After setting up a small working group, three objectives were established for the project:

#1 Integrate communications across all groups and levels of CIPR work

#2 Make it easier to share, find relevant members, ask for help and suggestions

#3 Retain previous quality volunteers by ensuring they feel valued and achievements are recognised

A survey was designed and the CIPR distributed it to Board, Council, Group Chairs, standing committees and asked everyone to share with their committees.

We got 144 responses which is over a quarter of the CIPR volunteer network. We gathered information as to who responded, what type of membership they held, how many years they had volunteered etc. This gave us some insight as to how they may have developed their responses.

Insights were gathered and used to develop the final plan, such as the motivations for volunteering:

  • Networking
  • Giving something back/supporting the industry
  • Develop own career/professional development

Out of the research responses, three priorities were identified and agreed.

  1. Acknowledge, value, recognise and respect volunteers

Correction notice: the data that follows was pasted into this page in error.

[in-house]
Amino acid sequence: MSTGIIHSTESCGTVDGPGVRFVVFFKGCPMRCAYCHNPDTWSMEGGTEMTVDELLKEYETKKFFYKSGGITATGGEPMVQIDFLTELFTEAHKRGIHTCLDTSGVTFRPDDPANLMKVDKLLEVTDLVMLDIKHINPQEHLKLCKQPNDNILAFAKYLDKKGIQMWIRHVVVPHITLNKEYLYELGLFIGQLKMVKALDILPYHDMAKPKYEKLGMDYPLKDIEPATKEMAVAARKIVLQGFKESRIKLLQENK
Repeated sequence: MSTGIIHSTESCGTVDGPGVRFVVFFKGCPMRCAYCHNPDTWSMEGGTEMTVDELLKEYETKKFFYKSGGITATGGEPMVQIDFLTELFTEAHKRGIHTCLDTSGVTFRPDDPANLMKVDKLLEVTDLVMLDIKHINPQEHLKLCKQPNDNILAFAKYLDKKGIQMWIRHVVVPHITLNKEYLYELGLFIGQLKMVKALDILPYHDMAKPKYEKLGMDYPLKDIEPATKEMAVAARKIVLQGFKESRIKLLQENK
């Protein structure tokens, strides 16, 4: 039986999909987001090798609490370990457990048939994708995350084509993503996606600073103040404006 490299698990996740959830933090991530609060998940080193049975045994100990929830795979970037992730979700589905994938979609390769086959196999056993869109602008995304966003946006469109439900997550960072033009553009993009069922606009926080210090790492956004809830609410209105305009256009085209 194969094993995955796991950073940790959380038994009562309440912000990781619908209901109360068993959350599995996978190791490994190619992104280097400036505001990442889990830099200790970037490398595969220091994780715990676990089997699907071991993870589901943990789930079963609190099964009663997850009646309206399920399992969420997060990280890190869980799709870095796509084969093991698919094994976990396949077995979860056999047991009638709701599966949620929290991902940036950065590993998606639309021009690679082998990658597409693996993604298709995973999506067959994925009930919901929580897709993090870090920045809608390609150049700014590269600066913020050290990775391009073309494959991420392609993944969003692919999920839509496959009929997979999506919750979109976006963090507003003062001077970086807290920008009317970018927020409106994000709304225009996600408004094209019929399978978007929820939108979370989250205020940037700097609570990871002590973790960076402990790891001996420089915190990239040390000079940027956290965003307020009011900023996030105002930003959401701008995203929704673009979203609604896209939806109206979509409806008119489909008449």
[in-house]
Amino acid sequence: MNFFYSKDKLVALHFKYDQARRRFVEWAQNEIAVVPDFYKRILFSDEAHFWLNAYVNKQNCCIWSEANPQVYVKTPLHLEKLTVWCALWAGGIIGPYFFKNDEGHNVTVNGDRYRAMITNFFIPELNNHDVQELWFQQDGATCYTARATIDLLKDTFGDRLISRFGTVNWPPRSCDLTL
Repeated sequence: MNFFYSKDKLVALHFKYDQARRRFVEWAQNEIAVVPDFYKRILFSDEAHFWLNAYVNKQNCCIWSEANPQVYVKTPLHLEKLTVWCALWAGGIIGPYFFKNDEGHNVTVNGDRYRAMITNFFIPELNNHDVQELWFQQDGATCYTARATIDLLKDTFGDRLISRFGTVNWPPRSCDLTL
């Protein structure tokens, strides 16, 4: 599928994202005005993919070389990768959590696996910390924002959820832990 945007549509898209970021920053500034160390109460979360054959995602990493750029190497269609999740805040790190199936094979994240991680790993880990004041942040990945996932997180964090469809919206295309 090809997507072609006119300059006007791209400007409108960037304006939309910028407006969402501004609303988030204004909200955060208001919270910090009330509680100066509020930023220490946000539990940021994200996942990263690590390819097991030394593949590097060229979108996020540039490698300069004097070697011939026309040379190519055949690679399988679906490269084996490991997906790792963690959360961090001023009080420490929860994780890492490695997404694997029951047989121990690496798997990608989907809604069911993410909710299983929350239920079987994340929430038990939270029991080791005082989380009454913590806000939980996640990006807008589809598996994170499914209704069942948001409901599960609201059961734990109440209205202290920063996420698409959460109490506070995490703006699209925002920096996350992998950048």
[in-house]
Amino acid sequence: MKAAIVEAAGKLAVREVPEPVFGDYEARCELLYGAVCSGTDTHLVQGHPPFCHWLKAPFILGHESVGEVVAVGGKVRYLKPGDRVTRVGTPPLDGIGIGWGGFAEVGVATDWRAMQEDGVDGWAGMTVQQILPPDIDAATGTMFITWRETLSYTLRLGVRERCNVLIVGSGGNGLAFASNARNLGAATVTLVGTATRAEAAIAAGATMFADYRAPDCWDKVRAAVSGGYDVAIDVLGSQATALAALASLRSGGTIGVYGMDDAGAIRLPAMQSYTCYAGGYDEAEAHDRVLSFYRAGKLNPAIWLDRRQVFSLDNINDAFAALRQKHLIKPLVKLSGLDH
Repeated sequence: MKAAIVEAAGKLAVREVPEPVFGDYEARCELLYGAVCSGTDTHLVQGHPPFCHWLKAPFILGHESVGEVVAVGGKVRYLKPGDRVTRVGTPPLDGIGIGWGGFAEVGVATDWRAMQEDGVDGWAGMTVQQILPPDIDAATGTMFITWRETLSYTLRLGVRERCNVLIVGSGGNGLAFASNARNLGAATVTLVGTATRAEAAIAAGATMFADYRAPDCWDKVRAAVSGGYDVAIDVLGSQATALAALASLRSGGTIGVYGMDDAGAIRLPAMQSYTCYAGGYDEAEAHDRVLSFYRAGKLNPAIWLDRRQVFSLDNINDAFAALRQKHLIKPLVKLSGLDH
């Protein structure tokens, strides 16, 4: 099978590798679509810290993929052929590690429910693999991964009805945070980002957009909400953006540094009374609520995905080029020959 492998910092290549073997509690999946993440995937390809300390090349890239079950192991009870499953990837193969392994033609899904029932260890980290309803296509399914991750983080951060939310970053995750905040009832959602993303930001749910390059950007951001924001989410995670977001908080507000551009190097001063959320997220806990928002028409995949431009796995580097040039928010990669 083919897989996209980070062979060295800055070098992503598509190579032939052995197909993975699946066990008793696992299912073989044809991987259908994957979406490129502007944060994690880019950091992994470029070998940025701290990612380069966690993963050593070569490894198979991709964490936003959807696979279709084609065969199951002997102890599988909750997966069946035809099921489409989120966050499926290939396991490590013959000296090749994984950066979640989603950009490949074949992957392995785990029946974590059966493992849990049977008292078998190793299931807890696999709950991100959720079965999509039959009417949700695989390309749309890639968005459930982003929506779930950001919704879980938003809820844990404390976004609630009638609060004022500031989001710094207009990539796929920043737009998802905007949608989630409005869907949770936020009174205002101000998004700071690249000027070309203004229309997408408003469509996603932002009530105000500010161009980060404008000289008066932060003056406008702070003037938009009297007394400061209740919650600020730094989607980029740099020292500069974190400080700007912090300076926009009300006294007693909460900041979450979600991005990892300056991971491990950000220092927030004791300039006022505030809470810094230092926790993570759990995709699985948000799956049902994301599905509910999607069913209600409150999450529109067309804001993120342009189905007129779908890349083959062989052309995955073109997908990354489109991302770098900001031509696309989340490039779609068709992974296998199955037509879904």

2. Develop a volunteer induction which explains the role of the CIPR, the role of groups, expectations and resources.
  3. Create a community – for sharing, helping, connecting, collaborating and listening.

CIPR has agreed to #1, and #2 is well underway.

Meaningful discussions
The biggest piece of work is around creating a community for volunteers to share, collaborate, discuss and have meaningful discussions. It’s about building social capital and reinforcing relationships.

My proposal was to develop an online platform for volunteers. A hot-hub of discussions and segmented into groups, plus a discussion forum for all.

Jenni Field, (pictured), CIPR Inside Chair and I set out the scope of requirements which was approved by Board and after research into suppliers and models, we went out to a number of suppliers to ensure they could fulfil the scope of requirements and work within our budget.